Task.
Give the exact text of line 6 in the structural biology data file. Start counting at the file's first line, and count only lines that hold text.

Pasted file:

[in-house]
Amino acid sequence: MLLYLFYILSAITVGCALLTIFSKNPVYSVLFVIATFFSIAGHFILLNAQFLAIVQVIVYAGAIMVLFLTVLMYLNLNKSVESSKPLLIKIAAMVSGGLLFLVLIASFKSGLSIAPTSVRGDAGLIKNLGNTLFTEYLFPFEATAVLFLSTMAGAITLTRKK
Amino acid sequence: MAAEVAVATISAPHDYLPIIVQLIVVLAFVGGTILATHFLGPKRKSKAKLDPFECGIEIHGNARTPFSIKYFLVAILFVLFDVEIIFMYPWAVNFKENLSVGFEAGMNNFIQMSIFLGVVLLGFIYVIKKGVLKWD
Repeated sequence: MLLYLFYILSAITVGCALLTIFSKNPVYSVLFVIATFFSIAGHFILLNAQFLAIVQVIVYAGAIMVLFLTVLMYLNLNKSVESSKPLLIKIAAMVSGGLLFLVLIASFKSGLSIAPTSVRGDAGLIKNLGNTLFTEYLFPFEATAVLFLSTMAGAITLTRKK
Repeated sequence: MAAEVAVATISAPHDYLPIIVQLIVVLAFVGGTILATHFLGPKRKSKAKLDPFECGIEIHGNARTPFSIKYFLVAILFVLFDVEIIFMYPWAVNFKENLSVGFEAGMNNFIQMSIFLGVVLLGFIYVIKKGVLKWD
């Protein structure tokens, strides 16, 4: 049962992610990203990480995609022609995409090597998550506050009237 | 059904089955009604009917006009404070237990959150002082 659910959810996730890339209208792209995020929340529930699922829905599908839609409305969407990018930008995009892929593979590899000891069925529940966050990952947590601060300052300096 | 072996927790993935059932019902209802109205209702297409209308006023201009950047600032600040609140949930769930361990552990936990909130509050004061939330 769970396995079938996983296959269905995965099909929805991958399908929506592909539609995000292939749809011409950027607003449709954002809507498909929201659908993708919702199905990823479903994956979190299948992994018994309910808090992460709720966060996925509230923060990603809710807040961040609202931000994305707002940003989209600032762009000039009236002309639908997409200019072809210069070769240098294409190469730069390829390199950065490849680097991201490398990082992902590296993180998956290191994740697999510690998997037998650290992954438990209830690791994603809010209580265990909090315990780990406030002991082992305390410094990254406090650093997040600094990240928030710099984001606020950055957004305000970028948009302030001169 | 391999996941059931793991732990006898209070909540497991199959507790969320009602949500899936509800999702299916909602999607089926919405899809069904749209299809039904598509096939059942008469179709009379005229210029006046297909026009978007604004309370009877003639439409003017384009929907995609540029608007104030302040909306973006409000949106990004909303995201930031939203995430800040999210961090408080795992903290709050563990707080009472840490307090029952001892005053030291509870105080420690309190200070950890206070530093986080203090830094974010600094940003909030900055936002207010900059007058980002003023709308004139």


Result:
């Protein structure tokens, strides 16, 4: 049962992610990203990480995609022609995409090597998550506050009237 | 059904089955009604009917006009404070237990959150002082 659910959810996730890339209208792209995020929340529930699922829905599908839609409305969407990018930008995009892929593979590899000891069925529940966050990952947590601060300052300096 | 072996927790993935059932019902209802109205209702297409209308006023201009950047600032600040609140949930769930361990552990936990909130509050004061939330 769970396995079938996983296959269905995965099909929805991958399908929506592909539609995000292939749809011409950027607003449709954002809507498909929201659908993708919702199905990823479903994956979190299948992994018994309910808090992460709720966060996925509230923060990603809710807040961040609202931000994305707002940003989209600032762009000039009236002309639908997409200019072809210069070769240098294409190469730069390829390199950065490849680097991201490398990082992902590296993180998956290191994740697999510690998997037998650290992954438990209830690791994603809010209580265990909090315990780990406030002991082992305390410094990254406090650093997040600094990240928030710099984001606020950055957004305000970028948009302030001169 | 391999996941059931793991732990006898209070909540497991199959507790969320009602949500899936509800999702299916909602999607089926919405899809069904749209299809039904598509096939059942008469179709009379005229210029006046297909026009978007604004309370009877003639439409003017384009929907995609540029608007104030302040909306973006409000949106990004909303995201930031939203995430800040999210961090408080795992903290709050563990707080009472840490307090029952001892005053030291509870105080420690309190200070950890206070530093986080203090830094974010600094940003909030900055936002207010900059007058980002003023709308004139």